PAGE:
Violin Memory, Inc. (NYSE:VMEM) went public on Friday with a pricing of $9 per share, but it opened at $7.41. The stock ended up closing trading at $7.02 per share. Today, the company is trading at around $7.38 as of the time this article was written, which is up over 5% from Friday.
“The market goes up, it goes down,” stated Violin CEO Don Basile in an interview. “We just have to keep executing, and the investors will understand the value of enterprise storage.”
Violin Memory sold 18 million shares at $9 each, which brought in $162 million at a valuation of slightly under $900 million. Originally, Violin Memory wanted to hit a $2 billion valuation when they filed confidentially for an IPO.
Violin Memory was contrasted to other Silicon Valley IPOs that took place recently, such as FireEye and Rocket Fuel. Thee companies saw their stock more than double on their first day of trading.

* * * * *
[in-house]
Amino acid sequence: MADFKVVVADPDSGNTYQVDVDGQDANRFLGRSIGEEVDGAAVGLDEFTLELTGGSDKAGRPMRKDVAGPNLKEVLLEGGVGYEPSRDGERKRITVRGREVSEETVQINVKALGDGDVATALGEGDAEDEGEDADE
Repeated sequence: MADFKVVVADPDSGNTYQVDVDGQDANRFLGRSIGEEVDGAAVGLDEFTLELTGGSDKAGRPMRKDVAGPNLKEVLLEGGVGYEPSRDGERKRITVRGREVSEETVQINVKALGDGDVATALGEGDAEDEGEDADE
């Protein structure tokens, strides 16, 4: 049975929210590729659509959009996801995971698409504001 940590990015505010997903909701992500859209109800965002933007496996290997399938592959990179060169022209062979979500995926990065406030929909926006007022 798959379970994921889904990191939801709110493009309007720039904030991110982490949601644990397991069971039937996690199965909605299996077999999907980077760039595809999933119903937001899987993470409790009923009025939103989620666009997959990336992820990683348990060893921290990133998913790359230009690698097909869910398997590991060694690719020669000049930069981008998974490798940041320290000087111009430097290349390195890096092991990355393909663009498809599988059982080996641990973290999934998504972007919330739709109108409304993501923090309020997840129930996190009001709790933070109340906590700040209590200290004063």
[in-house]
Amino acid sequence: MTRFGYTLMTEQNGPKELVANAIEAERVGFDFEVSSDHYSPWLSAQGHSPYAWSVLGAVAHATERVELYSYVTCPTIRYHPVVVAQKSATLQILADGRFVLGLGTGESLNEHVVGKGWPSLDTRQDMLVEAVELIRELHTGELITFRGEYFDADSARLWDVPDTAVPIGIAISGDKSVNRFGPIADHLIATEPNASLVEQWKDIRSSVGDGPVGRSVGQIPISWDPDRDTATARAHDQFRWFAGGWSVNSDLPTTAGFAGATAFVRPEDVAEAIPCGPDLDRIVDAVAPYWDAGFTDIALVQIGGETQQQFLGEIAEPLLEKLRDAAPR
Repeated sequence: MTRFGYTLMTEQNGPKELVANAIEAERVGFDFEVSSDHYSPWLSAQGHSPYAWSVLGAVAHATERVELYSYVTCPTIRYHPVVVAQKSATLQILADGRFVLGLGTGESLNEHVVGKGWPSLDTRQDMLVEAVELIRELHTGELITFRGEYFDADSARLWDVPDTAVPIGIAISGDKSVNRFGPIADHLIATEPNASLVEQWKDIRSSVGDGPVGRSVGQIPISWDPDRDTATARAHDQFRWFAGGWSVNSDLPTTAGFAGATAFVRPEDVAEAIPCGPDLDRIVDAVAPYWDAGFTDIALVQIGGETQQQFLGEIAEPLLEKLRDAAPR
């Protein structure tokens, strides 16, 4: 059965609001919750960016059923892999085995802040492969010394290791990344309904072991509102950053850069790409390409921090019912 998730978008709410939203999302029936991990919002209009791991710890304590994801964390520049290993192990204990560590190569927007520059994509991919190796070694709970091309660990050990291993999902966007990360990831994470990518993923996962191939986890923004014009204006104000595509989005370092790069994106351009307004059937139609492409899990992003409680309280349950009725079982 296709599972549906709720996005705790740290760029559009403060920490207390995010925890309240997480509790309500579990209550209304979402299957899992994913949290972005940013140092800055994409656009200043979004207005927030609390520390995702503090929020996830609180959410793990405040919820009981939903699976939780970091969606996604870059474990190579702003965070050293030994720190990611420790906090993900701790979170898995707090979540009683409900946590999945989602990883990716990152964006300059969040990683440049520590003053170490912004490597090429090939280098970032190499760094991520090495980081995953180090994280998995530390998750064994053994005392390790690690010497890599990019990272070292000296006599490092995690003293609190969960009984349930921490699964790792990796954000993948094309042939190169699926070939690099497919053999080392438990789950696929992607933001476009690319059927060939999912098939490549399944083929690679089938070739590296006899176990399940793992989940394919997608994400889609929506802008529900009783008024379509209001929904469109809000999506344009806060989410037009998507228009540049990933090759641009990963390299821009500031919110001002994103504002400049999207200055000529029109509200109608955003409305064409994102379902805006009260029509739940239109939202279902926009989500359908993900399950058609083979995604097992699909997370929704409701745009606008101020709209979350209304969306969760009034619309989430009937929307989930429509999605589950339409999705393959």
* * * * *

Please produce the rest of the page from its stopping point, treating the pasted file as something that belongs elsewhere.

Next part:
Violin Memory is an eight-year storage company that builds solid-state drives utilizing flash memory. Violin Memory’s growth was largely attribute to a contract that they had with Hewlett Packard. Sales went from $11.4 million to $53.9 million, but HP cancelled their contract.
Violin Memory’s revenue slowed down to a slower rate at $73.8 million. The company’s net loss more than doubled though. The net loss went from $44.8 million to $109.1 million. Fortunately, Violin Memory signed new sales partnerships with Dell, SAP, and Microsoft.
Violin Memory raised $186 million from SAP Ventures, Juniper Networks, and Toshiba prior to the IPO. Toshiba owns over 14% of Violin Memory. None of these companies sold shares in the company.
[Source: Mercury News]